Low-Tech Farming Pest Control in Testing

Reader Contribution by Fast Company
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A farm near Buckingham, England is testing a new method of pest control for farms that does not involve any commercial pesticides. Instead of spraying the fields with potentially harmful chemicals, these farmers are planting rows of flowers that run directly through the middle of their farm to attract pest-eating bugs to their farms, and replace the need for chemical pesticides. This farm is 1 of 14 sites in a study testing how well wildflowers attract pest-eating bugs, and how well they can replace commercial pesticides.

The study also includes planting a border of wildflowers around the field to promote general biodiversity, which these farmers have done for nearly two decades. Although not used specifically for pest control, these wildflower borders have helped researchers and farmers see that perhaps the flowers can be used as pesticides. However, since small bugs cannot travel far, the farmers have begun planting the wildflowers in strips right through their farms. This way, the small bugs can handle the flight time from one wildflower patch to the next, and stay on task of eating the farm pests.

“The wide-scale adoption of precision agricultural systems, particularly GPS mapping and precision application technologies, means that it should now possible to implement and protect these in-field habitats,” researchers Ben Woodcock and Richard Pywell, of the U.K.-based Center for Ecology and Hydrology, write in an email. “This would have been very challenging a few years ago. While this is unlikely to eliminate the need to apply pesticide, it may mean that pests populations are maintained below levels at which they cause damage to crops for longer periods, thus reducing the number of pesticide sprays applied.”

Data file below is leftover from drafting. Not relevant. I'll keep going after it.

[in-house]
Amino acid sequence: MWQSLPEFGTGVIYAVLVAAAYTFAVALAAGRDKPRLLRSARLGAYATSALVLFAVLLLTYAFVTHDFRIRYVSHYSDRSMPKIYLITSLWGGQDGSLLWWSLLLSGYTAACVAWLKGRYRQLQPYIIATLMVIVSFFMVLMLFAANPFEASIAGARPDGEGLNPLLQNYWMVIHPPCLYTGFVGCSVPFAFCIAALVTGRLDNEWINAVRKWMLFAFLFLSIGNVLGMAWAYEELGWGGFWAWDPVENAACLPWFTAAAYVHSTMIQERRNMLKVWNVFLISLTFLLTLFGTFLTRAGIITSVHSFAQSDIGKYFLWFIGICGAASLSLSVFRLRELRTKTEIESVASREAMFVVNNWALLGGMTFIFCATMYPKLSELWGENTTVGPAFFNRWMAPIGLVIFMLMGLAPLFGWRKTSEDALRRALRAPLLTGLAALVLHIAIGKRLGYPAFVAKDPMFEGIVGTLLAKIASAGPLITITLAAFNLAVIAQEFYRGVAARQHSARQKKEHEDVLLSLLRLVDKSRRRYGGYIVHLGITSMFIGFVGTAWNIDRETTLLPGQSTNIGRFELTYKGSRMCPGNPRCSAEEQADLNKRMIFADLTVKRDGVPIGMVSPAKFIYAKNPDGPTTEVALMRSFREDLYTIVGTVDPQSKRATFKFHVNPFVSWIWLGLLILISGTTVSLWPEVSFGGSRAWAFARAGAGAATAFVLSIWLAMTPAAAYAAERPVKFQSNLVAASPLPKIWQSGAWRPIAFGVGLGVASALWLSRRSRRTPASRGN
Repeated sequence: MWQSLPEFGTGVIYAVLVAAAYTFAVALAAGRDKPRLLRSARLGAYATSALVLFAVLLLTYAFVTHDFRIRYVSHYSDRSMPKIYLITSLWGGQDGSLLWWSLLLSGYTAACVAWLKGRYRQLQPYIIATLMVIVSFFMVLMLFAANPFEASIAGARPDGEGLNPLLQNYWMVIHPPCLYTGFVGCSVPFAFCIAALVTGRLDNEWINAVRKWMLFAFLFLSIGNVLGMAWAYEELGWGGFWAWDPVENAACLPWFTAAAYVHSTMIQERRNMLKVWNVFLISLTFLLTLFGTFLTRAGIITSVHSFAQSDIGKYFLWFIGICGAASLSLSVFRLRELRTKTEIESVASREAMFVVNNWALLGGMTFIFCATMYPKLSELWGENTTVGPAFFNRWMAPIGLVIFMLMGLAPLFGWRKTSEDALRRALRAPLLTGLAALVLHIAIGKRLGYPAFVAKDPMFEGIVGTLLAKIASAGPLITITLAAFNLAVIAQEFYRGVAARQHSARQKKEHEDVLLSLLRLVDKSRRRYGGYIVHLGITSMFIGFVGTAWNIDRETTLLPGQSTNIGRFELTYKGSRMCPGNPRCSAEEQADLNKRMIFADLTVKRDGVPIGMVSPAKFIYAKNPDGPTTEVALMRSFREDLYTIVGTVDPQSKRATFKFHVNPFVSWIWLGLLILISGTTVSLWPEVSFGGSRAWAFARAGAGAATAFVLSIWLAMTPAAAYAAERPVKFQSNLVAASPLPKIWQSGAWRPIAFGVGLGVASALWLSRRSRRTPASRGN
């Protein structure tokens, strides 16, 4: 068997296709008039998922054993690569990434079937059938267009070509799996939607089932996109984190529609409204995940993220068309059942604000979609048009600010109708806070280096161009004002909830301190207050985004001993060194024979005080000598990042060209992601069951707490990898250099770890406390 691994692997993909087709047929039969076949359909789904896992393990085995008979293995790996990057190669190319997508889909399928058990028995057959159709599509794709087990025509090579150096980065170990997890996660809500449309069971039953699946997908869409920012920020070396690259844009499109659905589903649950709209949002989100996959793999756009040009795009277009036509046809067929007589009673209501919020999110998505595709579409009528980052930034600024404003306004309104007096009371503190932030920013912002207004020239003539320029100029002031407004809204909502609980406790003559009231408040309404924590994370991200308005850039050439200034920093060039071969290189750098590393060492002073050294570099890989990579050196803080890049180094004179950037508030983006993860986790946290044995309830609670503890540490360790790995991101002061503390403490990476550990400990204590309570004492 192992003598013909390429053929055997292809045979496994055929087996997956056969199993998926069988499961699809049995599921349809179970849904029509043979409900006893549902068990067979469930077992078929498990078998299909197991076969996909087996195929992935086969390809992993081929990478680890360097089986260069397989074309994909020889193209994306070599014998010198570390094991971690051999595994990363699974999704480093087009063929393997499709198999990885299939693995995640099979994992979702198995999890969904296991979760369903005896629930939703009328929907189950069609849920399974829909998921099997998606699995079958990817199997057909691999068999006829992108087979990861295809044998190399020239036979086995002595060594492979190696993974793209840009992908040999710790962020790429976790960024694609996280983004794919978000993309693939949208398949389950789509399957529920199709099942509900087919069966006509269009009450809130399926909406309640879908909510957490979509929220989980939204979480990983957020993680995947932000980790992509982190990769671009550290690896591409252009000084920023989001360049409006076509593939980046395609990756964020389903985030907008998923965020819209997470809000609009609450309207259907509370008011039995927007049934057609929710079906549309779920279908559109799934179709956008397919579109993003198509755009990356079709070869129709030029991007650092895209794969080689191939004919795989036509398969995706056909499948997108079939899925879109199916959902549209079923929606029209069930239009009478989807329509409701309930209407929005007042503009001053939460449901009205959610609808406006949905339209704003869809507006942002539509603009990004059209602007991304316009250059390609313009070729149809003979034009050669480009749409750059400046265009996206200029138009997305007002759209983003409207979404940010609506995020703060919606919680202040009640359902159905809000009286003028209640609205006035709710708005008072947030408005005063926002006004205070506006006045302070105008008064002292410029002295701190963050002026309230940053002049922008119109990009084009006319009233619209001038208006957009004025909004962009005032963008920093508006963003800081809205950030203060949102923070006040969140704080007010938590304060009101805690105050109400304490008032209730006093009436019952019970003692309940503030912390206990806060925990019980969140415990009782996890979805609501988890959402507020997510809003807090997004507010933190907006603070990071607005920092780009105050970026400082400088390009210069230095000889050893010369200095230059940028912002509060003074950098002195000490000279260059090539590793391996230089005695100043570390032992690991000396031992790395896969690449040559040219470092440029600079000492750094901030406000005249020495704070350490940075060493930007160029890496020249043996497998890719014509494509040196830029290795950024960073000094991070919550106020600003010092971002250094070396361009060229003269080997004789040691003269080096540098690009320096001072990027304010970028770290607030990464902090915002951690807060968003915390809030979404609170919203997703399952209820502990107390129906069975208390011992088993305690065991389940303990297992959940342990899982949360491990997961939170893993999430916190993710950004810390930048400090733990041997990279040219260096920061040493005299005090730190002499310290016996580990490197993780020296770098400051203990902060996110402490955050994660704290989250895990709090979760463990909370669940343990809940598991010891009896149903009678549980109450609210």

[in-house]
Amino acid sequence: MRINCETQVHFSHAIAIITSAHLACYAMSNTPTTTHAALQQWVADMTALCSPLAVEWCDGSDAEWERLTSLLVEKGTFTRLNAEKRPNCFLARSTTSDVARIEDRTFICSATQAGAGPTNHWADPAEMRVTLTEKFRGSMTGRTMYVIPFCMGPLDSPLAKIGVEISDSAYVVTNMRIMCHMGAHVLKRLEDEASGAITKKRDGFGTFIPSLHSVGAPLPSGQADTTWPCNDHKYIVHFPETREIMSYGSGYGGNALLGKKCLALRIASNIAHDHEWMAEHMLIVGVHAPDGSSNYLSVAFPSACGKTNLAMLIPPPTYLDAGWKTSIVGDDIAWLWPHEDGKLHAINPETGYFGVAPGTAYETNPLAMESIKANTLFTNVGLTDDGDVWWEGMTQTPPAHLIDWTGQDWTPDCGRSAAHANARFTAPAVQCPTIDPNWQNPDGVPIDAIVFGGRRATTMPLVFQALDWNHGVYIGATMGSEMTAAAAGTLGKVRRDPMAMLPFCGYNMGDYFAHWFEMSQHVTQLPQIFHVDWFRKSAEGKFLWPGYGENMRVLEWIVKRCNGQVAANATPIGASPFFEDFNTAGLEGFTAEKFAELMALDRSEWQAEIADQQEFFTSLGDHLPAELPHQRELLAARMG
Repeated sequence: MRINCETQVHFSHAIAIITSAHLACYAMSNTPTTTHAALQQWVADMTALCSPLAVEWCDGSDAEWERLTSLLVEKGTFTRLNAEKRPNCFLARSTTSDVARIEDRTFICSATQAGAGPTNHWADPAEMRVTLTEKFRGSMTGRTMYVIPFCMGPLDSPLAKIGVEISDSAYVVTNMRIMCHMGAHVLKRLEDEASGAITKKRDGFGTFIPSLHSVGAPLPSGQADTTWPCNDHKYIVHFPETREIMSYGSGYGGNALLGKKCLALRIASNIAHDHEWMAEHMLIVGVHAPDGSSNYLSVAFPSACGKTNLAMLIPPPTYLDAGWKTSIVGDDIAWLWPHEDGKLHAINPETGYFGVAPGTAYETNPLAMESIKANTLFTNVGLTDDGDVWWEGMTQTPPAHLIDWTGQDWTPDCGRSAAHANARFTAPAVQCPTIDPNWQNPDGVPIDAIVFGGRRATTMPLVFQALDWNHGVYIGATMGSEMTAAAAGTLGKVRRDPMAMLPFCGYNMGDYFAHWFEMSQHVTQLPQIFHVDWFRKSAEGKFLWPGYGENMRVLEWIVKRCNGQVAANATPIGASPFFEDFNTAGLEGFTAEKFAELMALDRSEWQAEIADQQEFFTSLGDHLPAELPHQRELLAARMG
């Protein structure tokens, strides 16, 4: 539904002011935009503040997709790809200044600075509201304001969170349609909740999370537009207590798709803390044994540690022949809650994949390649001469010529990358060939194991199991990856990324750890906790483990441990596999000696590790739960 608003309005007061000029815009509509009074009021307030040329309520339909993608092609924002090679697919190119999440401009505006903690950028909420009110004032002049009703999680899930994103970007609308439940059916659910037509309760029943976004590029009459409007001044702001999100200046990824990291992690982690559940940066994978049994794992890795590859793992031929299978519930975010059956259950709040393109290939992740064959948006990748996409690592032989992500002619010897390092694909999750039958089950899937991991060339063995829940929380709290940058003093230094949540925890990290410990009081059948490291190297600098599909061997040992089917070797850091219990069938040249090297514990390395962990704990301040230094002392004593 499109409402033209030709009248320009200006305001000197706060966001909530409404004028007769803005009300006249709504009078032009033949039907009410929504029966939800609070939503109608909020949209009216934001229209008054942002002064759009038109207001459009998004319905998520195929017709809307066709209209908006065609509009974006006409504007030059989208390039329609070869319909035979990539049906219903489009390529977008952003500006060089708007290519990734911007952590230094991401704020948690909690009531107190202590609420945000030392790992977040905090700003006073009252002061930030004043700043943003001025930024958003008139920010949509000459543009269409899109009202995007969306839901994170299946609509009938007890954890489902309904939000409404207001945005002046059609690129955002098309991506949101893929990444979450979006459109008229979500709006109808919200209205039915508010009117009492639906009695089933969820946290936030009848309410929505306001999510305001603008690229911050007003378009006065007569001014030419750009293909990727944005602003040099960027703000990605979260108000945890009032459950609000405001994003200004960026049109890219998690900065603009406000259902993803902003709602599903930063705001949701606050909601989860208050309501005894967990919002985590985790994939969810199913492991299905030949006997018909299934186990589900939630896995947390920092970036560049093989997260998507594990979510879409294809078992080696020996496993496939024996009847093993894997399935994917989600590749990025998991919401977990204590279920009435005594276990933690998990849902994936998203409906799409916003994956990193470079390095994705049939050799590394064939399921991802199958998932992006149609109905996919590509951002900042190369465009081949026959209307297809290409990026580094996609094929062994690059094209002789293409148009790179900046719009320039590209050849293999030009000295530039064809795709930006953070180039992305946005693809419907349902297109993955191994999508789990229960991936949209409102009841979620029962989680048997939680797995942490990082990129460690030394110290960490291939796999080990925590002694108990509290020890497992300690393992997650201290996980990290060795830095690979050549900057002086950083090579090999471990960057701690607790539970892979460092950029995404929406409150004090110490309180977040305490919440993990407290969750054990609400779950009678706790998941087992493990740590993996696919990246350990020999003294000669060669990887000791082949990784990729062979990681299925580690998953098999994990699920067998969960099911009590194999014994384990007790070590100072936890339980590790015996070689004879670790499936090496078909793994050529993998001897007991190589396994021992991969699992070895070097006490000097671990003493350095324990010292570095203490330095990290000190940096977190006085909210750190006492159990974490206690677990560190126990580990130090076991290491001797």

Many pesticides in the UK have been taken off the market due to the growing evidence that link many cases of polluted drinking water and dead bees. However, many pesticides that are still in use are sprayed so frequently that it causes the pesticide to become less effective as pests become more resistant to the chemicals. This bright side of this is that options for pest control on farms are waning, which makes now a good time to rethink the future of crop protection methods.

A similar study in Switzerland planted poppies and other flowers along the fields, and reported a 61 percent decreased in leaf damages, due to the flowers’ ability to shield insects like ladybugs that eat wheat-eating pests. Scientists with this study suggest that the real effectiveness behind this method is choosing the right combination of flowers for each particular field or farm.

The next step of this research is to bring the method to larger commercial farms, to test if the results are the same and can be applied on a much larger scale. Researchers also want to look further into the economic value of this method, and how it can be incorporated with more modern farming tech and practices.

This method probably will not completely eliminate the use of pesticides, but it could significantly decrease its use on farms, serving as a backup plan rather than a primary defense.

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